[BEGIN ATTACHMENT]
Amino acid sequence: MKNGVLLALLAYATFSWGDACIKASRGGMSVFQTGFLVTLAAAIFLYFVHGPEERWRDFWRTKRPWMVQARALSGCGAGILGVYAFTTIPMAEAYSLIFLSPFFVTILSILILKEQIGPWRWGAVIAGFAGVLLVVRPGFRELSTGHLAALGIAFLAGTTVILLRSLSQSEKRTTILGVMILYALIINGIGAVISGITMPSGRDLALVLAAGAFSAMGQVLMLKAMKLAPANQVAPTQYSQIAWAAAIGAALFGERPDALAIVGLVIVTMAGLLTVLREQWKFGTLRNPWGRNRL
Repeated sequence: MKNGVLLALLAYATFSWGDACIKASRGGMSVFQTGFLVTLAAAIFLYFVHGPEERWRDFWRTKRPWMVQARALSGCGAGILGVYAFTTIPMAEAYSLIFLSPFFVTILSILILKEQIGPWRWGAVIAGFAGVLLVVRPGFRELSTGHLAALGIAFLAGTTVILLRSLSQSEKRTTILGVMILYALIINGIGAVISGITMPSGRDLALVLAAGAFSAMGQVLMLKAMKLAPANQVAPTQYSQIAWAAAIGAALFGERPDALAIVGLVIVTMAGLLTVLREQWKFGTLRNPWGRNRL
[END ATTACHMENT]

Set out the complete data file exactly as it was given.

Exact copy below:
Amino acid sequence: MKNGVLLALLAYATFSWGDACIKASRGGMSVFQTGFLVTLAAAIFLYFVHGPEERWRDFWRTKRPWMVQARALSGCGAGILGVYAFTTIPMAEAYSLIFLSPFFVTILSILILKEQIGPWRWGAVIAGFAGVLLVVRPGFRELSTGHLAALGIAFLAGTTVILLRSLSQSEKRTTILGVMILYALIINGIGAVISGITMPSGRDLALVLAAGAFSAMGQVLMLKAMKLAPANQVAPTQYSQIAWAAAIGAALFGERPDALAIVGLVIVTMAGLLTVLREQWKFGTLRNPWGRNRL
Repeated sequence: MKNGVLLALLAYATFSWGDACIKASRGGMSVFQTGFLVTLAAAIFLYFVHGPEERWRDFWRTKRPWMVQARALSGCGAGILGVYAFTTIPMAEAYSLIFLSPFFVTILSILILKEQIGPWRWGAVIAGFAGVLLVVRPGFRELSTGHLAALGIAFLAGTTVILLRSLSQSEKRTTILGVMILYALIINGIGAVISGITMPSGRDLALVLAAGAFSAMGQVLMLKAMKLAPANQVAPTQYSQIAWAAAIGAALFGERPDALAIVGLVIVTMAGLLTVLREQWKFGTLRNPWGRNRL